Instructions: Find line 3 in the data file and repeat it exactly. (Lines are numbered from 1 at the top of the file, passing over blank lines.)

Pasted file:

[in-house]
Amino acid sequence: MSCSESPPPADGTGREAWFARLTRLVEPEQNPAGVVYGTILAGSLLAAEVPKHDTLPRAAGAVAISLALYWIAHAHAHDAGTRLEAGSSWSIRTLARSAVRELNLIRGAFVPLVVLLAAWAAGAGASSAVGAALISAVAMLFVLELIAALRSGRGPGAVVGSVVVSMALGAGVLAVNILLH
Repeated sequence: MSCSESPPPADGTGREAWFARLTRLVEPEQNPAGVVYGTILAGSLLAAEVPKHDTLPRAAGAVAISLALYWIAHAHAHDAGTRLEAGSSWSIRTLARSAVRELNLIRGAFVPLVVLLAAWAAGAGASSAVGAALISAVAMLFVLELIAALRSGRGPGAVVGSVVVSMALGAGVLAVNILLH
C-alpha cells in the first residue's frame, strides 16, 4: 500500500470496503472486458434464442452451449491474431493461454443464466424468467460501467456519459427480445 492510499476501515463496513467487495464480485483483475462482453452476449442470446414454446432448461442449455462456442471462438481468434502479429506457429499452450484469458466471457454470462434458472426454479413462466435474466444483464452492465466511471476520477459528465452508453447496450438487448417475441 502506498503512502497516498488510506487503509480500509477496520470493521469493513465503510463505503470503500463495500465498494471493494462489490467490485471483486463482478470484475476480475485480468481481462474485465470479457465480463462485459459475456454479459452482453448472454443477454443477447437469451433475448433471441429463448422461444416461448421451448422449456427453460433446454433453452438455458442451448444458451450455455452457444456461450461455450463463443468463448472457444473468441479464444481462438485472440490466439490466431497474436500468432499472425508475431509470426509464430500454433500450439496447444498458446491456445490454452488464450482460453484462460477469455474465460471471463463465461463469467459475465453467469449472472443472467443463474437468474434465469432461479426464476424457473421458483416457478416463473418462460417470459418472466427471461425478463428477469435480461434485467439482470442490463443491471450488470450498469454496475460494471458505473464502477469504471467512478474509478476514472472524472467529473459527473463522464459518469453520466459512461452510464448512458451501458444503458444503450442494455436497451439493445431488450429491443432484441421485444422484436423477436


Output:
Repeated sequence: MSCSESPPPADGTGREAWFARLTRLVEPEQNPAGVVYGTILAGSLLAAEVPKHDTLPRAAGAVAISLALYWIAHAHAHDAGTRLEAGSSWSIRTLARSAVRELNLIRGAFVPLVVLLAAWAAGAGASSAVGAALISAVAMLFVLELIAALRSGRGPGAVVGSVVVSMALGAGVLAVNILLH